At the moment, the Tezos Foundation holds all of the fundraising proceeds, while the Breitmans, through their Delaware company, control much of Tezos’ intellectual property. The plan is for the foundation to acquire the Breitmans’ company and release the technology under a free software license, according a “Transparency Memo” on the Tezos website.
Gevers, who founded the Tezos Foundation, said it has a contract that stipulates the Breitmans will either sell the Delaware company to the foundation “within a reasonable point of time” or, if they don’t, “the foundation can take it.” He declined to provide a copy of the contract.
When the foundation will acquire the Breitmans’ company remains unclear.
Kathleen Breitman told Reuters in June, “Essentially, you know, they’re going to buy out the company in like July or so, I guess.”
The Breitmans stand to receive millions of dollars if the deal goes through.
According to the “Transparency Memo,” the new blockchain “must launch and operate successfully” for three months, then DLS’s shareholders — the Breitmans and Draper — are entitled to receive 8.5 percent of the fundraiser proceeds in cash. That amount, according to Gevers, is about $19.7 million. The shareholders also are slated to receive another 10 percent of the Tezzies issued, with the coin distribution spread out over four years. Those coins currently are worth about $140 million in futures trading.
Prior to the fundraiser, Kathleen Breitman effused about Gevers, 52, a Zug-based South African entrepreneur who has never before run a foundation.
During an “Ask Me Anything” session in May on an online chat channel, she posted: “He’s awesome. Total mensch and very philosophically committed to our project.”
Relations later soured. The Breitmans objected to people the foundation suggested it wanted to hire, Gevers said. Another sticking point: The couple’s company hasn’t relinquished control over the foundation’s own website, www.tezos.ch.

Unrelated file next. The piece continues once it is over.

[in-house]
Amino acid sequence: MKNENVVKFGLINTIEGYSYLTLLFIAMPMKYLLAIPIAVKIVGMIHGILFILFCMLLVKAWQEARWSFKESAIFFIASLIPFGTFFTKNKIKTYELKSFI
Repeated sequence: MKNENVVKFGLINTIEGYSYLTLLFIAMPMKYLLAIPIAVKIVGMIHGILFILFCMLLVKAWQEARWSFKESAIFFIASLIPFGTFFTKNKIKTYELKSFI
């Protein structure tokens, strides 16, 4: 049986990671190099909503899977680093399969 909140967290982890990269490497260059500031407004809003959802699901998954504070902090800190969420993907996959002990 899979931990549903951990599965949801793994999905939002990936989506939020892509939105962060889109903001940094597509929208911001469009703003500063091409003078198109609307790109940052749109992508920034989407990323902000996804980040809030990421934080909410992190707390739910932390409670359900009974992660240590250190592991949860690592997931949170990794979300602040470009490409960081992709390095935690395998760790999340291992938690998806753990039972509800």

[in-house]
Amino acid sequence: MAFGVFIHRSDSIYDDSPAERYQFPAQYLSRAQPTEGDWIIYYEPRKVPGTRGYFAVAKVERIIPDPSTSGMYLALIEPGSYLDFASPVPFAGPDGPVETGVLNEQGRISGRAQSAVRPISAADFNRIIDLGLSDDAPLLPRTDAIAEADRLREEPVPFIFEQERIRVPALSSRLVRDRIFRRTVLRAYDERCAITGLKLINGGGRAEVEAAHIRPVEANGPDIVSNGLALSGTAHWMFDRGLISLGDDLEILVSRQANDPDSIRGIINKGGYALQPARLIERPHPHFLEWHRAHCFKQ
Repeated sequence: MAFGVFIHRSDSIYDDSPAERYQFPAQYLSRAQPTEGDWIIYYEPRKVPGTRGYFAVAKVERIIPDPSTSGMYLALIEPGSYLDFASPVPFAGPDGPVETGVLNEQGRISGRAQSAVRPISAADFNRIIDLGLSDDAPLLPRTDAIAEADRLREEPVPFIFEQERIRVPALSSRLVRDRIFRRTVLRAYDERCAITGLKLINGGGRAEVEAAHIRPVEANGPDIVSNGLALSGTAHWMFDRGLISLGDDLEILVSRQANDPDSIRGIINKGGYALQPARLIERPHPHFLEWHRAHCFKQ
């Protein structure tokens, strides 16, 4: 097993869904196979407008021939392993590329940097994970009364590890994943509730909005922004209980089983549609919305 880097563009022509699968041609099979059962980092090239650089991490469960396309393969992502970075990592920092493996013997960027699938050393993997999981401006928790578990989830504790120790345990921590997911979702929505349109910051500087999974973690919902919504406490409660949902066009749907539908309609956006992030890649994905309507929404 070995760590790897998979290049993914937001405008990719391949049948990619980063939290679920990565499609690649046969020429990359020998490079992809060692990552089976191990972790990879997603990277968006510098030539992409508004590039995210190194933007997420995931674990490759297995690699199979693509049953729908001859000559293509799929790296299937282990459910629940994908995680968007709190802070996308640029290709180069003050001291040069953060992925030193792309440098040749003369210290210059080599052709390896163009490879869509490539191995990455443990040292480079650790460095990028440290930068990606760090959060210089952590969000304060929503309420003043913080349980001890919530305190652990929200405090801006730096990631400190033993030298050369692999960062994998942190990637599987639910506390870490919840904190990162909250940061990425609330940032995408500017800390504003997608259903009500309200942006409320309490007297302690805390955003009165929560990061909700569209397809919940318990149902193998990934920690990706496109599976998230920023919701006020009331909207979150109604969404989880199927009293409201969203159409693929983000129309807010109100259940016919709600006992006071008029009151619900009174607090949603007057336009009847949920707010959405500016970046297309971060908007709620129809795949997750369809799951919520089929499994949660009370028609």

“They control the foundation’s domains, websites and email servers, so the foundation has no control or confidentiality in its own communications,” Gevers said.
The Breitmans officially have no role at the Tezos Foundation. The letter from their lawyer this week proposed the creation of two foundation subsidiaries — Tezos AG and Tezos France SA — to develop and support Tezos, with the Breitmans serving as chief executive and chief technology officer of Tezos AG.
The couple also would be given “observer status” on the foundation board. The foundation would then “limit” its activities to supervising and supporting the subsidiaries, “rather than conducting any direct operations.”
According to von Schnurbein, under Swiss law “the foundation is completely independent and the foundation board is completely independent.” Gevers said the foundation wants the couple to continue playing a leading advisory role. “They are both very competent people and obviously they started this whole thing. And it would be stupid to exclude them.”
But he added: “You can rest assured as long as I have anything to do with this, the foundation will be independent.”
As for the hundreds of millions of dollars’ worth of cryptocurrencies raised in the ICO, Gevers said the foundation has slowly begun selling the virtual currencies — lately about $10.2 million worth a week — and plans to invest the proceeds in a diverse portfolio. The funds are intended to be used to run the foundation, ensure Tezos works and help to develop products using the technology.
So where are all the bitcoins and ethers raised in the ICO stored? That, Gevers said, was confidential.
“These are not held in any one place,” he said, “but secured through high-security” digital wallets “that no single party has control over.”